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Across 110th Street (1972)

Across 110th Street (1972) - poster
I remember reading on the now-defunct website for the excellent action comedy Black Dynamite (2009) that there are something like six hundred films categorized as Blaxploitation. The genre – notable for its violence (particularly against and between black men), soft core sexuality, and revolutionary soundtracks and scores – has some very ugly moments, as all exploitation genres do. Perhaps based on style alone, the genre has its fabulous points – and gave so many black actors, directors, and writers their start – that it’s important to cinephiles. But as you can imagine, I’m not always in the mood to fire one up to see just what level of sleaze I’m in for.

Across 110th Street is somewhere in between blaxploitation and crime drama. The story, about a heist perpetrated against the Italian mob, pairs Yaphet Kotto and Anthony Quinn as a kind of Odd Couple chasing the case. At the time of filming Quinn was a household name, and Kotto had just landed the honor of the first-ever (and so far only) black archvillian to the Bond franchise in the racially charged Live and Let Die (1973). They work well together. And the movie, as a crime drama, is well-paced and not too confusing. The “bad guys” (in the form of the Harlem or Italian mob members) aren’t particularly compelling and – a major misstep of the film, there aren’t any good guys. Quinn is a pathetic and washed-up racist which, while realistic, gave us little to chew on. Kotto is a by-the-book “They call me MR. TIBBS!” type, but he isn’t allowed much more territory than that – which is too bad, as the actor has a lot more to give.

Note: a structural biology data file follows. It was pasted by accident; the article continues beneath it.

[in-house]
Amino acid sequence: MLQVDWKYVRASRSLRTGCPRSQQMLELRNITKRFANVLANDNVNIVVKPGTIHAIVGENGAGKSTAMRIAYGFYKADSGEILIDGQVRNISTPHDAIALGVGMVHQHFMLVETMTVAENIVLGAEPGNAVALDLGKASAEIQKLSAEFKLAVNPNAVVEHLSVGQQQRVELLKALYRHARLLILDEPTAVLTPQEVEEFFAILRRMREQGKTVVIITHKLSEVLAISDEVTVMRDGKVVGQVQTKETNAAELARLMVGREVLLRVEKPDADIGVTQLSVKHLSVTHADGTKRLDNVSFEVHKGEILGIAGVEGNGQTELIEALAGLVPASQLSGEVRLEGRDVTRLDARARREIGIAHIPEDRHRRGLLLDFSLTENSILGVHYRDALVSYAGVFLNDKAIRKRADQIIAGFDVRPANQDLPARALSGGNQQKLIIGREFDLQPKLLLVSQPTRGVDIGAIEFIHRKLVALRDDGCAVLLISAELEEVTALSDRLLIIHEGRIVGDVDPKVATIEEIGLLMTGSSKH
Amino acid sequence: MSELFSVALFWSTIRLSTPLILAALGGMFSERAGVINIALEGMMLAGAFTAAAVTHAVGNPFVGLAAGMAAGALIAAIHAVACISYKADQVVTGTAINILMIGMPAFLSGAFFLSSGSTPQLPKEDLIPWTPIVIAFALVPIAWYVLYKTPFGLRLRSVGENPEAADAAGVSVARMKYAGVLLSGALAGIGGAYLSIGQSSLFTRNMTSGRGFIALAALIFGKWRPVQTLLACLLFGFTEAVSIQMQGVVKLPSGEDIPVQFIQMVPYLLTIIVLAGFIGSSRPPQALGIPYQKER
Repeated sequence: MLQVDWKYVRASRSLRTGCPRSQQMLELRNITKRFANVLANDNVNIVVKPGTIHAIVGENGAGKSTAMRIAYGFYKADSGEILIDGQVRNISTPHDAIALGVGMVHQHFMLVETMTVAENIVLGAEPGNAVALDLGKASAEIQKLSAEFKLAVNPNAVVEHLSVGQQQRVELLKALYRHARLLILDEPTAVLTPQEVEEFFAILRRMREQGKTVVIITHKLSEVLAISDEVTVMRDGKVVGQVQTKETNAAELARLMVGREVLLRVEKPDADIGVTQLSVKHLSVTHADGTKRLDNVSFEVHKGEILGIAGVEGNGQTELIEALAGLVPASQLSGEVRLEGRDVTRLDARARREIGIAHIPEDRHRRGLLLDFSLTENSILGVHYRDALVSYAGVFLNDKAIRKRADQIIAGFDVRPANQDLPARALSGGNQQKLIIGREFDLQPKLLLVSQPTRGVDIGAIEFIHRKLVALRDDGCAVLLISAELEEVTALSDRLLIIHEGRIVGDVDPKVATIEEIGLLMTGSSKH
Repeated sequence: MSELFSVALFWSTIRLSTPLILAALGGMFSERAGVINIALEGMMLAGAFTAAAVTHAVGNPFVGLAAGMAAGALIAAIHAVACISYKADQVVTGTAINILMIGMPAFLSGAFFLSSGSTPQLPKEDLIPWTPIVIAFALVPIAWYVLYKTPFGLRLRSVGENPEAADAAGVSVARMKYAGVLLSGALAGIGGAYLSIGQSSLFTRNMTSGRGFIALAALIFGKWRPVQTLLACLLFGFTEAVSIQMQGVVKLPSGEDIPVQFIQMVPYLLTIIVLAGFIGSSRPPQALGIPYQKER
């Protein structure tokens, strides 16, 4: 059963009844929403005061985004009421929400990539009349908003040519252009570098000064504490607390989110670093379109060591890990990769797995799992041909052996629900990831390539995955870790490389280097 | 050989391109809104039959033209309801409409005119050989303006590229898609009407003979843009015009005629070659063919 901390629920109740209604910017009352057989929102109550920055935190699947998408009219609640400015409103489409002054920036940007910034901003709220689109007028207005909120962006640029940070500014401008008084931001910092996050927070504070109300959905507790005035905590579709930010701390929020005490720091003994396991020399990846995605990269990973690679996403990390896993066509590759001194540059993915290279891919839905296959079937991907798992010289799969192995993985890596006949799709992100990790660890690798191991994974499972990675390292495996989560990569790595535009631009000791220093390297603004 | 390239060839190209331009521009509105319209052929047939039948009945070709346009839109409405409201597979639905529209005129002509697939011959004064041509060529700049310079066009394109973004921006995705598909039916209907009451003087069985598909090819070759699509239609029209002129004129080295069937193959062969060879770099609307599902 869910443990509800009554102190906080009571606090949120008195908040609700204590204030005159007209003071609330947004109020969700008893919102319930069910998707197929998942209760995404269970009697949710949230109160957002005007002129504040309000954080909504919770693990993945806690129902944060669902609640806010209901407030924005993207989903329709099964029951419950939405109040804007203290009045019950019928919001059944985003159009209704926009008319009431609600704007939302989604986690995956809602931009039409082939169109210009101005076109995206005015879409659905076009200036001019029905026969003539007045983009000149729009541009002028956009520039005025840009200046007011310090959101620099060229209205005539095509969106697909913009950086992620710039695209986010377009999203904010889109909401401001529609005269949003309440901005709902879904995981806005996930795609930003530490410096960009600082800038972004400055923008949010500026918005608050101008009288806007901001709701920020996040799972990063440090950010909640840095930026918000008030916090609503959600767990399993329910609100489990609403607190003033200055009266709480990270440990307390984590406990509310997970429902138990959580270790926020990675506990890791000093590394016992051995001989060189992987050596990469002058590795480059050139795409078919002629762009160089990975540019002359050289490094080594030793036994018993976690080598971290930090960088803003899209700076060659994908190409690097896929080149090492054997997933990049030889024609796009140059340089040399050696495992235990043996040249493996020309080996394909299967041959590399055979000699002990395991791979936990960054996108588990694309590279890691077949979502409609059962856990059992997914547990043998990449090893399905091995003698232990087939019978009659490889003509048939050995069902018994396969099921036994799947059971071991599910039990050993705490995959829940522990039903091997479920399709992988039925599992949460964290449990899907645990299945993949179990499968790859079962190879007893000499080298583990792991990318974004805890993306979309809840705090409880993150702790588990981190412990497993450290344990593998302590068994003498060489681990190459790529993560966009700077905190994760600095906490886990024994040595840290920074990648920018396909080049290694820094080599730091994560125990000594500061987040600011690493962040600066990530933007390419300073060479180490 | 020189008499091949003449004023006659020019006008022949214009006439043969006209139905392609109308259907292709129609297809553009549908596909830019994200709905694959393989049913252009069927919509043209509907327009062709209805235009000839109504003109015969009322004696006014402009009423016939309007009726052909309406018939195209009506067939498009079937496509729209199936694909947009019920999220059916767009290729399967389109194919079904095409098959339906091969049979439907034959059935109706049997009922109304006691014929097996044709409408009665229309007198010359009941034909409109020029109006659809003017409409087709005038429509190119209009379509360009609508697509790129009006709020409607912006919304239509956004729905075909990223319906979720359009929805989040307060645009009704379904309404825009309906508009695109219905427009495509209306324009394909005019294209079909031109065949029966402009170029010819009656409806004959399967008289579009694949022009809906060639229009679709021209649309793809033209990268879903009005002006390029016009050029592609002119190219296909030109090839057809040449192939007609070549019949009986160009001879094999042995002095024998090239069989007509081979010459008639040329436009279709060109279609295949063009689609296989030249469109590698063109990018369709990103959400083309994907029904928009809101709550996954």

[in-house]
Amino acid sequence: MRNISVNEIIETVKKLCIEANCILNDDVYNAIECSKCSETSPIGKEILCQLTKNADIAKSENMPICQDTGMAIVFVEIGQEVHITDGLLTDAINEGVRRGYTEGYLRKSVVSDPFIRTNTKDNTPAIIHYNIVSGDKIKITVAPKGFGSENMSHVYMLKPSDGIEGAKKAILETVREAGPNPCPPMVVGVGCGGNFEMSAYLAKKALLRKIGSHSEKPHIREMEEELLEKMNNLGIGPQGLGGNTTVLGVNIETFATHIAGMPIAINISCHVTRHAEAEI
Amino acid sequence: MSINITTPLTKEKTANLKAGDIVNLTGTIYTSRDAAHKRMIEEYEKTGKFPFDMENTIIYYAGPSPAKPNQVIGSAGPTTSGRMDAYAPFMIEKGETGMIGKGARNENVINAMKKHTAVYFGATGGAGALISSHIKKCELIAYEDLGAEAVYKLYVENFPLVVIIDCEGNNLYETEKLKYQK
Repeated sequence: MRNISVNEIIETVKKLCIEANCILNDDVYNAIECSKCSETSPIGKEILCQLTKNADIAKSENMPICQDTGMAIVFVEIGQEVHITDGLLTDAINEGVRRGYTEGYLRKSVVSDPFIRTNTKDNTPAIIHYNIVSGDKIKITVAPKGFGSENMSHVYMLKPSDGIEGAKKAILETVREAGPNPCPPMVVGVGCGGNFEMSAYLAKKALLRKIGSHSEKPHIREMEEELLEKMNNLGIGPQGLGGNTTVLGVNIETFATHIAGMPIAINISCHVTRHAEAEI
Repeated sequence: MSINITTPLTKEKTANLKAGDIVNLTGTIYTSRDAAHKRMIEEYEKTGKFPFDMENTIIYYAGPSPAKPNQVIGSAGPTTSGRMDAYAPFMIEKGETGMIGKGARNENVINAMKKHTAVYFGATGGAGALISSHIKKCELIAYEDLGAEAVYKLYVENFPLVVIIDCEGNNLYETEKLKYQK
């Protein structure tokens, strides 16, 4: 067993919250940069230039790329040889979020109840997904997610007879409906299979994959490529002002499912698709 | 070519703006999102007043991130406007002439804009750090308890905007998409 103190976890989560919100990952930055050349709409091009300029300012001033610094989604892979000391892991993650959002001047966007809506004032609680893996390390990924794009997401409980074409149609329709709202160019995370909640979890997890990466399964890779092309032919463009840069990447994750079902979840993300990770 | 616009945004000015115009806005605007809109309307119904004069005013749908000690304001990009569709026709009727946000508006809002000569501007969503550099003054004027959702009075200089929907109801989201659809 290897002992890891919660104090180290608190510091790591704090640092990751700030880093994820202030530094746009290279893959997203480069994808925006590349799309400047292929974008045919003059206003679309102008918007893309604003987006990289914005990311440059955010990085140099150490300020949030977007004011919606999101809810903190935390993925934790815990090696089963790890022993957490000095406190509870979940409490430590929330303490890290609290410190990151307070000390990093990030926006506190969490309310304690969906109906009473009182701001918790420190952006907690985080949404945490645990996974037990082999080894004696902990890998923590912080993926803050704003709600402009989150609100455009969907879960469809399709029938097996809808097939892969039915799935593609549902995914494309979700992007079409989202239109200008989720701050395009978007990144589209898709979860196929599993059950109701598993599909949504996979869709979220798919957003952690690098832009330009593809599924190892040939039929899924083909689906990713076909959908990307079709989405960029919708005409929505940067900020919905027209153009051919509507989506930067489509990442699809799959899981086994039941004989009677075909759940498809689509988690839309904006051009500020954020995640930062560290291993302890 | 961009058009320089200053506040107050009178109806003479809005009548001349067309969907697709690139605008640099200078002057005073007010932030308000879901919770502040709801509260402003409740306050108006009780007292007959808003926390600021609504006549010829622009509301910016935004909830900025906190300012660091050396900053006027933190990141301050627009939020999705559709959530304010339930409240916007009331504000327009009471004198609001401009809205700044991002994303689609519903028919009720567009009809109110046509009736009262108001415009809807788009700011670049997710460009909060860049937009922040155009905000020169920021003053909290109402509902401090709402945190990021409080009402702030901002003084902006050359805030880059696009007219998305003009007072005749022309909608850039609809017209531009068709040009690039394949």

The soundtrack and score are simply excellent – the blaxploitation homage Jackie Brown (1997) owes a great deal of its style to Bobby Womack’s songwriting. Supporting cast do a beautiful job: especially Antonio Fargas as a drug addicted would-be desperado, and, in the film’s most effective scene, Marlene Warfield as his common law wife. But it has to be said that in the role of Doc Johnson, Richard Ward steals the show. Wise-cracking, likeable, larger-than-life, and above all: interested in nothing except his own survival.

The film has nowhere nice to go, and it doesn’t. That said, it’s a fairly thoughtful piece and a great piece of film history. Ultimately, fans of seventies crime drama, or the blaxploitation genre, won’t want to miss this one.

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